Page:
"protease inhibitor" Discussed on No Agenda

No Agenda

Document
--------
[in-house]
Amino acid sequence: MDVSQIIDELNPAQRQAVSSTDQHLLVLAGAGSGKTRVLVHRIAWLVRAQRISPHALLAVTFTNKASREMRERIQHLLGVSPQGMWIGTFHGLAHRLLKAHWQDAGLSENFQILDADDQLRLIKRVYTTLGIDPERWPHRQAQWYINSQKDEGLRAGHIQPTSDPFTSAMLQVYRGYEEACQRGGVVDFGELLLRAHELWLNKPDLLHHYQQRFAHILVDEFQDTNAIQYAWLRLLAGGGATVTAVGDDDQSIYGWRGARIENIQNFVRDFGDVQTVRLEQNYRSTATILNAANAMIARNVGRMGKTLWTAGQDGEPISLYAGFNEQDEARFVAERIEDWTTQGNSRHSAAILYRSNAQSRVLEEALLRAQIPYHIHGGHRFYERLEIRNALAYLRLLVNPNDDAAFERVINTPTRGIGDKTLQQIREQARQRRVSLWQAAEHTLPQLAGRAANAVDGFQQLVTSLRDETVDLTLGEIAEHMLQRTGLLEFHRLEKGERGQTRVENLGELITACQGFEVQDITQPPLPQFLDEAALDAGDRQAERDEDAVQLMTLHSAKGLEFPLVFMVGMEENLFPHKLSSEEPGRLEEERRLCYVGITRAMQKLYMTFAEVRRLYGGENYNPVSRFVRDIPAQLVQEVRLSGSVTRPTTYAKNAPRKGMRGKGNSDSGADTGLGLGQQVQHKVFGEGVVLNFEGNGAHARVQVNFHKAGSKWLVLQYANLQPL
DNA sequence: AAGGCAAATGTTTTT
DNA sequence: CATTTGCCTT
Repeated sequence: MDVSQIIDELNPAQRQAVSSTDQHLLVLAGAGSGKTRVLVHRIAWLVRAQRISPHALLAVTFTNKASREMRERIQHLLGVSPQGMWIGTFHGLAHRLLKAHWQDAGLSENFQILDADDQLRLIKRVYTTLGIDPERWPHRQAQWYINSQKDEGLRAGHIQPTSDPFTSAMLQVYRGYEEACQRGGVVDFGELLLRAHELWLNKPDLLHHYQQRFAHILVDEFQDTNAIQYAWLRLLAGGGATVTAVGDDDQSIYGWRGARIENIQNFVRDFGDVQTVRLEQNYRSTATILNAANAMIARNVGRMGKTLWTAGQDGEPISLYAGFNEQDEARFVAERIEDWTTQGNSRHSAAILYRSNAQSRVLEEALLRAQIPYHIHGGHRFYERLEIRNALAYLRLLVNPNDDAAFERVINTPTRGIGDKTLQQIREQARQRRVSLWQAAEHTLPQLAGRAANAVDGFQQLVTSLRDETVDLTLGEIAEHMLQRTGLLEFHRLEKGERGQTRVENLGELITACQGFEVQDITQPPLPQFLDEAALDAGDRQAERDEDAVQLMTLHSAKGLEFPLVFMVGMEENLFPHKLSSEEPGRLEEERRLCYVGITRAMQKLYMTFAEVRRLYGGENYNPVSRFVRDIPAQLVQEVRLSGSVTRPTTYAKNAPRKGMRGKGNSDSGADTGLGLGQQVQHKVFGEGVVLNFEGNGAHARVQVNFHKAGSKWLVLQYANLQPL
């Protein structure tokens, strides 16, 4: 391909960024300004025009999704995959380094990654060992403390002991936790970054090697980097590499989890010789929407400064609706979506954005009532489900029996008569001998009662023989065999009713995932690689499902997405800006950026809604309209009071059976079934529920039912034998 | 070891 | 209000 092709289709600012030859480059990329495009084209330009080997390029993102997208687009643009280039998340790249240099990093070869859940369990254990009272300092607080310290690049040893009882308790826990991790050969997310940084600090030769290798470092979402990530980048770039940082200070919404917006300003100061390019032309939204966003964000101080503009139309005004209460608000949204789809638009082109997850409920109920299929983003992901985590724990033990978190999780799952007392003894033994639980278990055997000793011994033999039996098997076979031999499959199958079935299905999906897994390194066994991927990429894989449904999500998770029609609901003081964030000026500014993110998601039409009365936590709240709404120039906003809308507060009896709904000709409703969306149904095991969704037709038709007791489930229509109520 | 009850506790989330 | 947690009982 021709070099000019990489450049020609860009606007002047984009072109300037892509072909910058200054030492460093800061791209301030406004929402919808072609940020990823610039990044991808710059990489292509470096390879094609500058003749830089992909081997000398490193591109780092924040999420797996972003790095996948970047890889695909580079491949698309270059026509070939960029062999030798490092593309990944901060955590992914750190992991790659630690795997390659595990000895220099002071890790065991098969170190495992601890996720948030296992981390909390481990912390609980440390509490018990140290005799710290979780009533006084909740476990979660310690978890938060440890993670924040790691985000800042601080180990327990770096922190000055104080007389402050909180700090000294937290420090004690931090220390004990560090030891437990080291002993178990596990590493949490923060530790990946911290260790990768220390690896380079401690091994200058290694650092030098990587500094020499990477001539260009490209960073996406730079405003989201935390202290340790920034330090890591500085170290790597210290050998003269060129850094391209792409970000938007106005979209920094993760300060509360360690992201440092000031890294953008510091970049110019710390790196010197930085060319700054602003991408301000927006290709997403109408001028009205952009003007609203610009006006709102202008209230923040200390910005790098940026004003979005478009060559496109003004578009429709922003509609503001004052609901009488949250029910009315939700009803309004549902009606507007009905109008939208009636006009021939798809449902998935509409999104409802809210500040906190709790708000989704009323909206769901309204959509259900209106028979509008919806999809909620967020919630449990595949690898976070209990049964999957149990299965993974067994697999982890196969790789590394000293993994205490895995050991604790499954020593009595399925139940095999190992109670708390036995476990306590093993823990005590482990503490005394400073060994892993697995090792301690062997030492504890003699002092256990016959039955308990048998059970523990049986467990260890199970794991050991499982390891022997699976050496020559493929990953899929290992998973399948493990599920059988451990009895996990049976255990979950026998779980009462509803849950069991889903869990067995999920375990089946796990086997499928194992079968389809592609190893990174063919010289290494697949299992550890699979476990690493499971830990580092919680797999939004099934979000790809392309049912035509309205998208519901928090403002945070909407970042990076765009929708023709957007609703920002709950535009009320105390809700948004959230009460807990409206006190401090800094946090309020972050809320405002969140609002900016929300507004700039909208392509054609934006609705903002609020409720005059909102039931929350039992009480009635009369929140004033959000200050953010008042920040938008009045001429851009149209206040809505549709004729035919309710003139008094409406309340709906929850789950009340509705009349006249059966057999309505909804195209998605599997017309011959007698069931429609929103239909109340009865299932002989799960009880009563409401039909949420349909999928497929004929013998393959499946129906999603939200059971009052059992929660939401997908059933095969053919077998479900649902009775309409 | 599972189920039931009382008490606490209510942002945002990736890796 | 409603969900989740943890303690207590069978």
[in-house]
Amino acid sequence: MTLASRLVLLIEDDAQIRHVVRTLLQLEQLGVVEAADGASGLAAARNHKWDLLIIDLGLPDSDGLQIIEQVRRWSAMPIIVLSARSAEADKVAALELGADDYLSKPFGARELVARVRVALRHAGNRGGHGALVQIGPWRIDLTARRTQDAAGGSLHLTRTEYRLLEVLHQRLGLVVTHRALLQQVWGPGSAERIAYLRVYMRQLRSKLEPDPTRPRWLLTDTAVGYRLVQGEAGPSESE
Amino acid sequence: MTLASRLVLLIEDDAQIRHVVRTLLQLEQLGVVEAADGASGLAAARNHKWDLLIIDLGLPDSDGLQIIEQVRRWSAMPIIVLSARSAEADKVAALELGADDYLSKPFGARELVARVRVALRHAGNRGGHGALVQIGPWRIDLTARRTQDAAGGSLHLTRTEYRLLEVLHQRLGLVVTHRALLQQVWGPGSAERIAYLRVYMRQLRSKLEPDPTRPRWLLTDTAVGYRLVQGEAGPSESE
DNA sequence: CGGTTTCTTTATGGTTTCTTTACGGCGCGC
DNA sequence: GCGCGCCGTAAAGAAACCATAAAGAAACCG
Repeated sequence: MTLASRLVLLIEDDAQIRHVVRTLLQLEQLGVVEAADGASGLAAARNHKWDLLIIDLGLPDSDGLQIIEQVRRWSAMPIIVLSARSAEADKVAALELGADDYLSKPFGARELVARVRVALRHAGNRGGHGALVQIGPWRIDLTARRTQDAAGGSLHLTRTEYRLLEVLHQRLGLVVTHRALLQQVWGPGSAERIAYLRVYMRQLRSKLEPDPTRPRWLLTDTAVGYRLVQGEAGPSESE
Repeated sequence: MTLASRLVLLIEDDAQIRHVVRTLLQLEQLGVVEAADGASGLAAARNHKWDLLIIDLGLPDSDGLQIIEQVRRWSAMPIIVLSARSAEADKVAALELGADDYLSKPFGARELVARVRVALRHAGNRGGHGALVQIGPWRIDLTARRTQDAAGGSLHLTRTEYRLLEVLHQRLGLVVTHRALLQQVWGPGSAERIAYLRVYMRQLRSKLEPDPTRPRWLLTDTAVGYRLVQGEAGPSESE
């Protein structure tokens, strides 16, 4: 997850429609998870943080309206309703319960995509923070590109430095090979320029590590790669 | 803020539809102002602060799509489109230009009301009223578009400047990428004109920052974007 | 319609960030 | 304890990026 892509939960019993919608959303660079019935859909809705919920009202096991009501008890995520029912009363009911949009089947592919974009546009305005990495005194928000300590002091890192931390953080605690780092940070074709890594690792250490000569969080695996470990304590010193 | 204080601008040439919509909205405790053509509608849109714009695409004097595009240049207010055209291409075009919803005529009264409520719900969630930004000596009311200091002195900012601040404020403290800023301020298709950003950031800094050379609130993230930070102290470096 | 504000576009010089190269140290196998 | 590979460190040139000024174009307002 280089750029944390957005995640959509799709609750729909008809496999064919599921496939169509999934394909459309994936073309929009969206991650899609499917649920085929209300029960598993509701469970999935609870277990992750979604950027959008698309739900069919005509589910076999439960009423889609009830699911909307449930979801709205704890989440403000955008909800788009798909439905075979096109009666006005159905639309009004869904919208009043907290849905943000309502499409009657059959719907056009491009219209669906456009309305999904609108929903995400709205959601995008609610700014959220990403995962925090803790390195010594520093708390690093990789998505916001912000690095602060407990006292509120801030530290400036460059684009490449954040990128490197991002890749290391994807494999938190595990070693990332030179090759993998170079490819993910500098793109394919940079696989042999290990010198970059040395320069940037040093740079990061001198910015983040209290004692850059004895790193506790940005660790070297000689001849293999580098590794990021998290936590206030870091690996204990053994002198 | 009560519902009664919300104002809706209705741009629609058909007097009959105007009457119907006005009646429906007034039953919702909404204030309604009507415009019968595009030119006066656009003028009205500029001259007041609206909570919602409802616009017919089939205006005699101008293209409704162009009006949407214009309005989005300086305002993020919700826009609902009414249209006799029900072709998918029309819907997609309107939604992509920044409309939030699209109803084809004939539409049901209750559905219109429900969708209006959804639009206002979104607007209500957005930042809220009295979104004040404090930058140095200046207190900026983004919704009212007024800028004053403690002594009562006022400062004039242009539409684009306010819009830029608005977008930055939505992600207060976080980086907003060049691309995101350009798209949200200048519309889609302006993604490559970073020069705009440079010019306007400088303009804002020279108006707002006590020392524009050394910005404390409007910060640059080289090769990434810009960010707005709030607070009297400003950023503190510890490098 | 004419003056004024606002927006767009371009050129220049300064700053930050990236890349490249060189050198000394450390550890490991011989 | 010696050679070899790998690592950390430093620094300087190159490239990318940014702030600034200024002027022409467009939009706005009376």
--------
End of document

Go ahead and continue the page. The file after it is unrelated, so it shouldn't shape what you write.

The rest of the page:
11:36 min | 6 months ago

"protease inhibitor" Discussed on No Agenda